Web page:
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dc.contributor.supervisorBailey, Ian
dc.contributor.authorKechagia, Magdalini
dc.contributor.otherFaculty of Science and Engineeringen_US

Despite growing national opposition, local resistance, and moratoriums in Scotland and Wales, successive UK governments have supported the use of fracking to exploit oil and gas from shale formations in England in response to declining North Sea reserves and concerns about geopolitical instabilities affecting energy security. Although scholars have examined technological, justice, and socio-psychological drivers of social attitudes to fracking in order to challenge ‘Not-In-My-Back-Yard’ explanations of perceptions and attitudes, existing studies have rarely examined these factors in an integrated way. The aim of this research is to investigate whether and how an integrated approach, combining insights from the factors identified above, can deepen understandings of host communities’ attitudes to fracking as a contentious energy technology. The investigation centred on Preston New Road (Lancashire) and Kirby Misperton (North Yorkshire), two sites in England where planning permission for fracking had been granted at the time the investigation was conducted. The study used a mixed-methods approach, combining postal and online surveys with individual and group semi-structured interviews to achieve broad and deep understandings of the factors shaping of how residents of the two areas rationalised their attitudes towards fracking. The study found that residents often prioritised one reason for their views on fracking but, for most, attitudes were informed by a complex amalgam of: their underlying worldviews on nature-society-technology relationships; their perceptions of the risks and benefits of fracking technology; perceptions of justice in shale-gas governance (encompassing trust in governing bodies and other stakeholders and the distributive, procedural and recognition dimensions of justice); and place-related factors, including spatial scale, location and distance, physical and social features of the area, and sense of place. These ideas were used to develop an integrated framework for understanding perceptions of shale-gas fracking as a way of deepening understanding of how attitudes to energy technologies are shaped, why responses are not cohesive between and within affected communities, and how different explanatory factors (or components thereof) are combined or prioritised differently by individuals. The thesis contributes theoretically, empirically, and methodically to the literature of public perceptions of shale-gas fracking by highlighting the value of seeing attitudinal influences relationally rather than regarding any single variable or set of variables as providing all-encompassing explanations for local attitudes towards new energy technologies. The flexibility of the proposed framework additionally has potential application in larger spatial scales and to other technological and social contexts which further enhance its contribution to the wider energy-siting literature.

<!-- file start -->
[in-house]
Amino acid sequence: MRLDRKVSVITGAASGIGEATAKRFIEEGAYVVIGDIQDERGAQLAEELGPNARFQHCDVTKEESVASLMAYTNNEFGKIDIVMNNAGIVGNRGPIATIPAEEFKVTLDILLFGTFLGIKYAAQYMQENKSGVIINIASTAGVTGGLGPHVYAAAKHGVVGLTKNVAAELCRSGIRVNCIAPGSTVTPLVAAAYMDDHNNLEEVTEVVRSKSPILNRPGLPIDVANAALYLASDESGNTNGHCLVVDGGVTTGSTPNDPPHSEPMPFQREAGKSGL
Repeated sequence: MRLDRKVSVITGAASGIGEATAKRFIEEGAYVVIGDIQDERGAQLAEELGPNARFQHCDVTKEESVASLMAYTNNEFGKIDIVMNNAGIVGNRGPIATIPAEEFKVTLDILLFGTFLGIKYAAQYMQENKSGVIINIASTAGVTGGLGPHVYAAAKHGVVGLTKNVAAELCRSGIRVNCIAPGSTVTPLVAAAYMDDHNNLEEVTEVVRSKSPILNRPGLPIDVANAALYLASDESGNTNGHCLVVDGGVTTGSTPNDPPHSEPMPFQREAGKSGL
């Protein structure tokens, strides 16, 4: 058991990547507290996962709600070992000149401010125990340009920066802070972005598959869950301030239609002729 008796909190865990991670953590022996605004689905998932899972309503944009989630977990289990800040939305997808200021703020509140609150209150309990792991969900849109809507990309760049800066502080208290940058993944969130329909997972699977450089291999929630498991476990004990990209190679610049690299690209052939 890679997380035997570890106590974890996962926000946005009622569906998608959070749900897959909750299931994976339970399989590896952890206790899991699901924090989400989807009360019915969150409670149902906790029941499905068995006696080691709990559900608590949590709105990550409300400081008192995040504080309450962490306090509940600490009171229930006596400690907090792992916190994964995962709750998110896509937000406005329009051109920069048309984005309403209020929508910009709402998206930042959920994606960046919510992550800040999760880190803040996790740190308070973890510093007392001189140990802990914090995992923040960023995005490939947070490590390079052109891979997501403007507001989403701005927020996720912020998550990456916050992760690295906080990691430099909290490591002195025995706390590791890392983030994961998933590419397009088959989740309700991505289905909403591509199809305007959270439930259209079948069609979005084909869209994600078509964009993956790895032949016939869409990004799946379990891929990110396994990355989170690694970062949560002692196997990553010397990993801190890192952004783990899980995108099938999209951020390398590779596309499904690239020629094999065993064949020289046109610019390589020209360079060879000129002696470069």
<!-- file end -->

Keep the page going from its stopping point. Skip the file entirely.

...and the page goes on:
dc.publisherUniversity of Plymouth
dc.subjectperceptions of frackingen_US
dc.subjectbeyond NIMBYismen_US
dc.subjectenergy transitionsen_US
dc.subjectenergy justiceen_US
dc.subjectsense of placeen_US
dc.titleTechnology Impacts, Justice, Place, and Worldviews: An Integrated Framework for Understanding Perceptions of and Attitudes towards Shale-Gas Fracking in English Host Communitiesen_US
dc.rights.embargoperiodNo embargoen_US

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